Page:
Please, Britain, keep James O’Brien away from us
We in Ireland have enough sanctimonious spivs of our own without importing any of yours.
A polite request from Ireland to our dear friends in the UK – can you keep James O’Brien away from us?
The LBC broadcaster, who manages the quite remarkable feat of being jaw-droppingly bonkers and extremely boring at the same time (and they say men can’t multitask!), slithered on to Irish radio station Newstalk FM on Monday to tell us gullible Paddies some home truths.
Discussing the one-year anniversary of the lockdown which has blighted all of us, he appeared on afternoon drivetime show The Hard Shoulder, and explained to host Kieran Cuddihy the reasons for all our current problems. Apparently, it’s stupidity and libertarianism and, bizarrely, the concept of ‘classical liberalism’.
Those of us on this side of the Irish Sea who pay attention to the British media are all too aware of O’Brien’s weird brand of dismissive smuggery, but he elevated that to a masterclass during his appearance as he sneered and whined his way through a rather untypically obsequious interview with Cuddihy.
Apparently, opposition to the restrictive rules of the lockdown is down to the beasts unleashed by Brexit which ‘defied trust in science, trust in evidence, trust in expertise, trust in economics, trust in anything that could be loosely described as knowledge or intelligence… invigorated and inflated by that success they have moved on to their next attempt to deny reality’.
But wait, there’s more!
Warming to his theme, O’Brien fulminated against people who, according to the great sage, ‘aren’t quite bright enough to realise how unintelligent they’ and so ‘come up with ideas like libertarianism or they buy into notions like classical liberalism’.
Indeed, the only reason why people are opposed to lockdown is to ‘protect wealth and capital’, property portfolios and share prices.
Well, I know many people who work in bars, clubs and restaurants who have been out of work for the past year. But I doubt any of them have share portfolios. They’re just working stiffs who want to get back to earning a decent wage rather than relying on paltry government handouts.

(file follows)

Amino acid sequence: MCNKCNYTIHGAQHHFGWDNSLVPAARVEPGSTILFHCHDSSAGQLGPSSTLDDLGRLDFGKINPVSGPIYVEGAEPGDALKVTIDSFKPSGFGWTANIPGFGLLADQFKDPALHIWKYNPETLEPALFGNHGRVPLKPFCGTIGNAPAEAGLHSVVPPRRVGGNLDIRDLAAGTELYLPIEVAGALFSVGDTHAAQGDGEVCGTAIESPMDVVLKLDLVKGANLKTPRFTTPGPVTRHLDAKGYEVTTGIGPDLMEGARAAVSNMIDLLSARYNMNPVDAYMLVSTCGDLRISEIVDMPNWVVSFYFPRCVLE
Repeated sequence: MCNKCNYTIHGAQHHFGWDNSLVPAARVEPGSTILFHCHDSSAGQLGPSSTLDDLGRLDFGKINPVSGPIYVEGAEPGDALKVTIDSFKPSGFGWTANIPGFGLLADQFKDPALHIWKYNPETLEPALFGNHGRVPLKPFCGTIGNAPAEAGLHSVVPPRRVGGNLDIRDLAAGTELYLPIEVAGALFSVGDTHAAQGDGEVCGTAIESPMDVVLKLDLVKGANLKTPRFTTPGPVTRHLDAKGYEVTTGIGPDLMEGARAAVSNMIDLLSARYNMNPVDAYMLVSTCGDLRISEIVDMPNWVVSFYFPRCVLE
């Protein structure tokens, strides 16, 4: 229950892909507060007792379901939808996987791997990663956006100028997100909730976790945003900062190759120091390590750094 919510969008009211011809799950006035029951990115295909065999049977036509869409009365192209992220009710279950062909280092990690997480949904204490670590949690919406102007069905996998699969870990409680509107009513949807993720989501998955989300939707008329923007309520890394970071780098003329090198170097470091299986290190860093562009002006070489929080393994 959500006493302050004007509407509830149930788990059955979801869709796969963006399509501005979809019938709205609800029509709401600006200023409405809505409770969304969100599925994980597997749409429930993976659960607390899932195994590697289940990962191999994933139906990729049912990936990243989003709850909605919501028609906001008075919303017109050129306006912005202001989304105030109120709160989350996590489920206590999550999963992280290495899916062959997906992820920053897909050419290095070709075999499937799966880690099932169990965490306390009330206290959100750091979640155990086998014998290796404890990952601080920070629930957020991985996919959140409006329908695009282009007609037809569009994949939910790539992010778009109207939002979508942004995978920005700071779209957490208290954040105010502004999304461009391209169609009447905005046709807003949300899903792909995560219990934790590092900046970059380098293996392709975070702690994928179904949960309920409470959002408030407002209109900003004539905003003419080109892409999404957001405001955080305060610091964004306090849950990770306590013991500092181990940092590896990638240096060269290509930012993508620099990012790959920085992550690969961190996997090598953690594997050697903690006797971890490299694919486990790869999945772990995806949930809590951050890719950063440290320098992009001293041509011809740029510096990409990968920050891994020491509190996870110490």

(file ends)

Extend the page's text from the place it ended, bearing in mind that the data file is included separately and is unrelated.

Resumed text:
Here in Ireland, despite the past 12 months of panic about the current pandemic, Brexit has been the issue that has sucked all the oxygen out of the room.
That’s perfectly understandable.
Both the Republic and the Six Counties are the two territories most exposed to risk following the 2016 vote.
The reason why O’Brien was given such an easy ride is an obvious one – we have managed to convince ourselves that all of the 17.4million Brits who voted to leave are thick, racist and xenophobic. As far as most of the Irish media is concerned, they’re the worst examples of gammon.
Yet, in a curiously Irish example of cognitive dissonance, Sinn Fein has managed to rise from near electoral oblivion to become the largest opposition party in the state.
Their goal, as we all know, is getting rid of the UK from Northern Ireland and reclaiming the ‘fourth green field’.
So, in other words, independence for us is a noble goal, while the UK vote for independence from the EU is an act of bigoted racism. To paraphrase Brendan O’Neill from a recent piece in spiked – independence for me, but not for thee.
No British commentator ever went poor by telling the Irish people how rotten the English are (yes, Roy Greenslade, we’re looking at you), but what was so remarkable about O’Brien’s appearance the other day was his absolute denial of the fact that people on the other side of the political fence may, actually, have a point.
This obdurate refusal was best illustrated by his denunciation of the Conservative Party’s handling of Covid and the desire for smaller government.
Yet again, this simply flies in the face of the facts.
After all, as we have belatedly come to realise in Ireland, our unelected masters in the EU have made an absolute bags of the vaccine rollout. In fact, the catastrophe they have caused may yet see the first real signs of Irish resistance to the EU project.
But to the likes of O’Brien and his fellow travellers in the Irish media, none of this matters a jot. Anyone who disagrees with them, and recognises that the EU is a vast, inefficient and morally corrupt organisation that exists primarily to look after the interests of France and Germany at the expense of smaller states such as ours, is obviously an ignorant bigot.
The tensions caused by Brexit have placed relations between the republic and the UK at their lowest for years.
So, in the spirit of friendly neighbourliness, maybe Boris Johnson could do those of us on this side of the Irish Sea a solid and promise to keep O’Brien locked in his cage in LBC?
You lot may not want him – but we certainly don’t need him.
To be honest, we have enough sanctimonious spivs of our own without importing any of yours.
Having said that, if you fancy throwing a few spare vaccines our way, we’d be mighty grateful…
Ian O’Doherty is a columnist for the Irish Independent.
Picture by: Getty.
spiked is free, and it always will be, which is why we need your help. We don’t have a paywall, or bonus content for paying customers, because we want our arguments for freedom and democracy, against misanthropy and identity politics, to reach as many people as possible. Which is why we ask those of our readers who can afford it to chip in. One-off donations are hugely appreciated, but monthly donations are even better. They allow us to plan for the future and to grow. Even £5 a month is a huge help. It’s much cheaper than your average magazine subscription, and it ensures that spiked is free and open to all. To make either a monthly or a one-off donation, click here. Thank you for your support.
To enquire about republishing spiked’s content, a right to reply or to request a correction, please contact the managing editor, Viv Regan.